Then I visit that site and browse around a little bit, but I don’t buy anything. A few days later, I get an ad on Facebook for that same site, advertising a carousel of products I viewed.

Both of these examples used third-party cookies to track me and build a profile that describes me, and then serve me relevant behavioral and retargeting ads.

So what’s happening with Google Chrome cookies?

In January 2020, Google Chrome announced that they were going to be phasing out third-party cookies over the next two years.

Safari and Firefox have already disabled many types of third-party cookies, but Google Chrome is taking two years to fully implement the change, citing that they want to give plenty of time for sites to adjust their cookies and migrate to a new tactic. The delay will hopefully prevent thousands of sites from breaking.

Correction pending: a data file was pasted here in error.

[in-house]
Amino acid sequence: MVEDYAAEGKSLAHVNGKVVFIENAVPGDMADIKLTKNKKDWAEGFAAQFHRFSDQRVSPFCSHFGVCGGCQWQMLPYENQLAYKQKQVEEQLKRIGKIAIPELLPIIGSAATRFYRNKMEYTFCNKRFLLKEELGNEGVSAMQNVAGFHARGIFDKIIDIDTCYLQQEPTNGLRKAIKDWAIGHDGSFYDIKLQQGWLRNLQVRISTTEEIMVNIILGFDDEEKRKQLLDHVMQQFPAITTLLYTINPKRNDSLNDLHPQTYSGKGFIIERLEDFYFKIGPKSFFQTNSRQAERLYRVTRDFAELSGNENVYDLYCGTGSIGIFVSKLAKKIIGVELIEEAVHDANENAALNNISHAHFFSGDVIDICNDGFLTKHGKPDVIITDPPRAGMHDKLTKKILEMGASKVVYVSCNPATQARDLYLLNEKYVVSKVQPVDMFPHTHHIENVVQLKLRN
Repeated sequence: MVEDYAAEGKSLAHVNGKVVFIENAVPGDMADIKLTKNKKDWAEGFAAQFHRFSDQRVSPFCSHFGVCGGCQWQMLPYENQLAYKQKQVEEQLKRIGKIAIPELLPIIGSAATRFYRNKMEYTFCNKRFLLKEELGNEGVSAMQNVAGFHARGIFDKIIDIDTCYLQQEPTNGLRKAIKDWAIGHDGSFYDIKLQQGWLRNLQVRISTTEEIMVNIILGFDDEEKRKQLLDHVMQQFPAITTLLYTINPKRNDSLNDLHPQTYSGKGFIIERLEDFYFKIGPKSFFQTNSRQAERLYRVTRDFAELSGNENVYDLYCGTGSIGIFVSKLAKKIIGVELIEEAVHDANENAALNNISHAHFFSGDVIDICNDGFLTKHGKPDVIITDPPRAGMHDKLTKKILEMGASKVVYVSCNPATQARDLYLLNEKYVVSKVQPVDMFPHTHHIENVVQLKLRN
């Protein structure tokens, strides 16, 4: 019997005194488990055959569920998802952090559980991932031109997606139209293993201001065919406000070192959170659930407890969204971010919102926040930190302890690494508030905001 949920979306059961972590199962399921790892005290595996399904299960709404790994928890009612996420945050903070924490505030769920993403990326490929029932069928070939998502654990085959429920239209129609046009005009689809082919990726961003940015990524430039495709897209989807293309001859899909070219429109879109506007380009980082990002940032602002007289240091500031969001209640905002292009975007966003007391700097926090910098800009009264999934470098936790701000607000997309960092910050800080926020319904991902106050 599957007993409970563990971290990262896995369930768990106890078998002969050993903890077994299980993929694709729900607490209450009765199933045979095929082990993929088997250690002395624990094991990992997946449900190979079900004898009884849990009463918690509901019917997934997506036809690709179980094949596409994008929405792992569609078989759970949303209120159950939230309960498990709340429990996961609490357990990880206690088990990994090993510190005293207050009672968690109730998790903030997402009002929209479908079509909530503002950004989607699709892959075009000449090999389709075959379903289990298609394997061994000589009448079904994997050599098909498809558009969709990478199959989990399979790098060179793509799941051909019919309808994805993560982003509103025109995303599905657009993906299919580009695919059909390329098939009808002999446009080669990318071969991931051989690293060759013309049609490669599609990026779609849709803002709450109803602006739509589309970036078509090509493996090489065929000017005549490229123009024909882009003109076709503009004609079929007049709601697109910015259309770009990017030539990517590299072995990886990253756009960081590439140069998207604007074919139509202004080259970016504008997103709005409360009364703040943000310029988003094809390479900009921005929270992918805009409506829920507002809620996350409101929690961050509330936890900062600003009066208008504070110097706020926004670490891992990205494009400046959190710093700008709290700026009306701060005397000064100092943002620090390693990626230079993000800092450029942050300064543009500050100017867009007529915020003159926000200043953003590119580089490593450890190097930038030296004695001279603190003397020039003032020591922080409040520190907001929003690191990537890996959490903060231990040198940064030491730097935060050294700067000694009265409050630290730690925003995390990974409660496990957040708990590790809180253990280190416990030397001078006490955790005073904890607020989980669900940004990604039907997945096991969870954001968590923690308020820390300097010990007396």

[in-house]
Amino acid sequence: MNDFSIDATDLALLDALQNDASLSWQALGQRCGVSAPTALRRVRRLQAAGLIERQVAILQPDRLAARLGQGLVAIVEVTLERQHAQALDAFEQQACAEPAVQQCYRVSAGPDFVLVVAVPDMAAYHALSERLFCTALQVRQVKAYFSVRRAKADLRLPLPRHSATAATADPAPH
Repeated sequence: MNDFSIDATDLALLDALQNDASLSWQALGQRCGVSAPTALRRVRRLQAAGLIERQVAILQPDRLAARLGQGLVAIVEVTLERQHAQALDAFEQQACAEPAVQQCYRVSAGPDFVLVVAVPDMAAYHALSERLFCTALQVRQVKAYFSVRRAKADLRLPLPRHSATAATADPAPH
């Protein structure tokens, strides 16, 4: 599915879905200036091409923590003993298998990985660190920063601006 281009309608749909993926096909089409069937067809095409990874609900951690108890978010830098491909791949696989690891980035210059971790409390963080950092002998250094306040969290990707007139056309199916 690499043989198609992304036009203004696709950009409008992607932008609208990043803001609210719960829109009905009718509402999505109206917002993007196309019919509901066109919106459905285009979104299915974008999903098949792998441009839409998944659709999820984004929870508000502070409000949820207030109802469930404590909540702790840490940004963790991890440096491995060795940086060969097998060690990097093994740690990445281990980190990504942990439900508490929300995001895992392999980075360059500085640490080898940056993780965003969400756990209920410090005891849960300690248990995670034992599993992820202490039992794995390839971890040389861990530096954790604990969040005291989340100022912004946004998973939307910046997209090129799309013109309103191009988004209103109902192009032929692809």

Why is this happening?

Cookies originally started out with a more simple purpose, but over the years, they began to be repurposed outside of their original intention. This innovation wasn’t inherently bad, but soon everyone was relying on cookies in a way that was becoming bigger than intended. So the elimination of third-party cookies is really the Internet’s way of bringing things back to basics and attempting to get things under control.

With the recent increased focus on privacy, we see brands scrambling to increase security across the board, so it doesn’t come as a shock that Google Chrome is getting rid of third-party cookies. While third-party cookies are typically not seen as being as invasive as other forms of privacy infringements, companies are looking for ways to minimize any kind of risk.